Trump and Kim agree to revive nuclear talks at DMZ meeting
SEOUL — Donald Trump on Sunday became the first sitting U.S. president to enter North Korea when he stepped over the border to greet North Korean leader Kim Jong Un in the Demilitarized Zone between the two Koreas.
The two leaders agreed to restart the denuclearization talks, frozen since February after the collapse of the last summit in Vietnam, in few weeks.
Trump and Kim met for the third time at the peace village of Panmunjom, the site of the demarcation line drawn as the Korean War ended in 1953. They first met in Singapore in June last year.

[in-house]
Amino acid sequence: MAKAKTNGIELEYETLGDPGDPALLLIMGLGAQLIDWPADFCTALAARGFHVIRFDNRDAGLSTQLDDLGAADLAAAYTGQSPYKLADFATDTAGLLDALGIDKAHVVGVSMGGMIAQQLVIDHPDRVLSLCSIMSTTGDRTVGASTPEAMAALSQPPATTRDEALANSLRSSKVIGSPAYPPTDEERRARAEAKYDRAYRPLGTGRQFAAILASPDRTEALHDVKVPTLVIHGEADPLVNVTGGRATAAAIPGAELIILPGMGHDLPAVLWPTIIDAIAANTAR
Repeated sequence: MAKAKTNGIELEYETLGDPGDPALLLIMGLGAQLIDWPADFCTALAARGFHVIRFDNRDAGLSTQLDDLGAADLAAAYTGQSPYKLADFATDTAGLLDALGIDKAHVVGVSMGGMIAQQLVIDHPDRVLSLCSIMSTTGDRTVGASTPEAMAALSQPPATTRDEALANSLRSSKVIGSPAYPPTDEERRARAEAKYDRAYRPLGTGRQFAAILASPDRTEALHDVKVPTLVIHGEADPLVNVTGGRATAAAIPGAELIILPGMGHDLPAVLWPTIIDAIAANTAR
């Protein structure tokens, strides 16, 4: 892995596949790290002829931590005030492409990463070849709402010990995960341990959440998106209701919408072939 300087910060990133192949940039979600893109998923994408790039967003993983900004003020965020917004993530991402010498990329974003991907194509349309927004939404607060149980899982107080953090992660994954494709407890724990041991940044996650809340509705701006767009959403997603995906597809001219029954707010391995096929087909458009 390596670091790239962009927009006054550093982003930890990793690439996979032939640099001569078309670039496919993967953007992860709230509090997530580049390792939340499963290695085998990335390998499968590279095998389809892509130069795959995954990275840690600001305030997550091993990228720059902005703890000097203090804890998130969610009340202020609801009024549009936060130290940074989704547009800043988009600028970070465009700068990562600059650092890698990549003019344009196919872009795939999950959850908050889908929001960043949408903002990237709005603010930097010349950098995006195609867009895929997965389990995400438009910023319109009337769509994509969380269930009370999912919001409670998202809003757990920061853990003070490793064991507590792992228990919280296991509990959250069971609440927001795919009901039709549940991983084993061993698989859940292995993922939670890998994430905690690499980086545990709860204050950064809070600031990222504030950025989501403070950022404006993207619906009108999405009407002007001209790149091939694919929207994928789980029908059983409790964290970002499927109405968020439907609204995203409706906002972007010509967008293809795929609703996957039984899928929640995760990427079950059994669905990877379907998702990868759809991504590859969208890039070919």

“I never expected to meet you at this place,” Kim told Trump in English, moments after the U.S. president stepped over the border.
“I’ll invite him to the White House right now,” Trump said. It is unclear if this is considered an official invitation.
The pair then went over to the South side, where they briefly chatted and spoke to the media before greeting South Korean President Moon Jae-in.
“Stepping over that line was a great honor,” Trump said. “A lot of really positive things are happening,” stressing that he liked Kim from the first time they met.
“I’m sure our special relations will lead to good results,” Kim said. “I’m sure our good relations have a mysterious power that can overcome difficulties.”